Quicker than a lightsabers’ liquid whoosh, Star Wars fans took to Twitter on Friday to lament and subsequently dissect the title of the franchise’s ninth outing. The Rise Of Skywalker, after all, conjures up more than a few queries, namely as to whether this new film will aim to appease Rian Johnson’s shrill legion of haters by retconning some of the controversial choices he made in The Last Jedi. In a new interview with ET Online, director J.J. Abrams defends the title, saying that, while it’s “provocative and asks a bunch of questions,” it’s nevertheless “the right title for this movie.”
This browser does not support the video element.
“In the flow of titles, this movie had a very weird responsibility,” he continued. “It had to be the end of not just three movies, but nine movies, and the idea of having to incorporate the stories that have come before strangely is the story of the movie. Which is to say it’s the characters in the film inheriting everything that’s come before in previous generations, whether it’s sins of the father, whether it’s the wisdom that they’ve acquired. And the question is this new generation, are they up to the task, can they stand up to what they have to? And so in a way, I feel like we coming into this movie have inherited a lot, and the question is can we do it? And that question we ask ourselves every day.”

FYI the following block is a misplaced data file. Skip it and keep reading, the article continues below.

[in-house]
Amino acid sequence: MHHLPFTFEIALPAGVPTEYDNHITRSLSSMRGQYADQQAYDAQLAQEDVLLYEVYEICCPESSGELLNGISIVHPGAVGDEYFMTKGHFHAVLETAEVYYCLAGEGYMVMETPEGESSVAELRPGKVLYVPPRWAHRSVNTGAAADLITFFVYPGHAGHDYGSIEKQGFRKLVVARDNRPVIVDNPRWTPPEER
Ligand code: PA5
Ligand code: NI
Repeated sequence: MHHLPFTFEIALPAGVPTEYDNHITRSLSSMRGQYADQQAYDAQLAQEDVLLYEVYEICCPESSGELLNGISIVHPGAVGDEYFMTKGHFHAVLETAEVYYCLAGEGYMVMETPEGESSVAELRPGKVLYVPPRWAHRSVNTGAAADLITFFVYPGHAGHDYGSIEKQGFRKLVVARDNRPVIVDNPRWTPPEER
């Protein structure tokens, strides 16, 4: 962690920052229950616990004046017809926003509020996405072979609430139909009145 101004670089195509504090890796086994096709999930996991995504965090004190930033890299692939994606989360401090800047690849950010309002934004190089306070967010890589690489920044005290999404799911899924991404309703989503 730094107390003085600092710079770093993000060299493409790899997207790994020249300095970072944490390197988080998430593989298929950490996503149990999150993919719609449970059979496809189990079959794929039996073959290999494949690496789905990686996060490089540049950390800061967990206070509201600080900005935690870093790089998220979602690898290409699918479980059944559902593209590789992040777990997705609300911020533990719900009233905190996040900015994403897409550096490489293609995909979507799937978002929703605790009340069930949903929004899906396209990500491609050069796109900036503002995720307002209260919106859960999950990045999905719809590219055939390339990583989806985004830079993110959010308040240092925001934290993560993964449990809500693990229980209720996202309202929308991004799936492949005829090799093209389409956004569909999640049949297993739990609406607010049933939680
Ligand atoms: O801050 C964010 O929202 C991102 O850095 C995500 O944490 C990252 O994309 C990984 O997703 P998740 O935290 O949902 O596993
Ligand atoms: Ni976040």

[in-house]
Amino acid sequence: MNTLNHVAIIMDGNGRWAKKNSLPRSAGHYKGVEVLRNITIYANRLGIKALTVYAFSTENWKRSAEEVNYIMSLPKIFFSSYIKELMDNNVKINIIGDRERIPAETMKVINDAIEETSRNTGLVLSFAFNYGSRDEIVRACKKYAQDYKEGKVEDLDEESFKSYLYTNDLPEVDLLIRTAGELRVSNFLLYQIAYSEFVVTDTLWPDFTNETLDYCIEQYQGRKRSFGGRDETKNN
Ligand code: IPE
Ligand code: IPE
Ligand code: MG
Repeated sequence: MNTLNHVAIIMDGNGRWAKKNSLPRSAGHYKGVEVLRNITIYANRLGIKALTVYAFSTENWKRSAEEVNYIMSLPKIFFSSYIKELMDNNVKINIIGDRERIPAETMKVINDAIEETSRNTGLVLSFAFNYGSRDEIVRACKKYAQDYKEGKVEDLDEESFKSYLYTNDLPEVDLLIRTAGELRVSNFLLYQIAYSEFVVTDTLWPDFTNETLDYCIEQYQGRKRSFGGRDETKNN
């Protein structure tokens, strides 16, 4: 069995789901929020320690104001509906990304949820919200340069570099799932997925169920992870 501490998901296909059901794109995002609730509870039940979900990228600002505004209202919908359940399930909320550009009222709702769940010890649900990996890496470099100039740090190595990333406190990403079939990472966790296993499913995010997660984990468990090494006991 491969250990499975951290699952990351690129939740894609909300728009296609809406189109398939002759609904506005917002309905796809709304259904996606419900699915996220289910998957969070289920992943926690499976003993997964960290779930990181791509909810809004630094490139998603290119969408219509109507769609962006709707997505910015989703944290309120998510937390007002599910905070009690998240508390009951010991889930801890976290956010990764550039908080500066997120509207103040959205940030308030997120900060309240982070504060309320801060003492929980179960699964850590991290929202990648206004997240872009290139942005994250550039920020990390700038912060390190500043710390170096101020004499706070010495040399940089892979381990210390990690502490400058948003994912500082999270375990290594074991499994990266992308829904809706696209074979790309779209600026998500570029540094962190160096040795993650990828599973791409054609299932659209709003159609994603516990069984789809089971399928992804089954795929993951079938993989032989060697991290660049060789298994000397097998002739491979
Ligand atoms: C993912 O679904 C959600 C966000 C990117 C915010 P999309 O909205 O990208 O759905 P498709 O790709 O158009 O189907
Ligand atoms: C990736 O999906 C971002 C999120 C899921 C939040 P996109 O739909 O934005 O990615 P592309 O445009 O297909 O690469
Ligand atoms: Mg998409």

His talk of new generations and inheritance gives a lot of credence to one popular theory, which is that the film won’t resurrect Luke Skywalker but that his name will become a new shorthand for the next crop of Jedis.
Jedi or Skywalker, the trailer teases that our heroes will square off against a very familiar villain in Emperor Palpatine, whose cackle rings serves to close out the new footage. Resurrecting a long-dead character could resonate as a cynical course correction for some fans, but producer Kathleen Kennedy tells Yahoo that bringing back Palpatine was always the plan. It makes more sense if you look at it through Abrams’ lens—as he tells IGN, The Rise Of Skywalker has franchise obligations. “This movie had a very, very specific challenge, which was to take eight films and give an ending to three trilogies, and so we had to look at, what is the bigger story?” Abrams said. “We had conversations amongst ourselves, we met with George Lucas before writing the script.”
Lucas, you say? That’s either very good news or very bad news depending on your view of the franchise, which will, like it or not, close a chapter on December 20.
Randall Colburn is The A.V. Club's Internet Culture Editor. He lives in Chicago, occasionally writes plays, and was a talking head in Best Worst Movie, the documentary about Troll 2.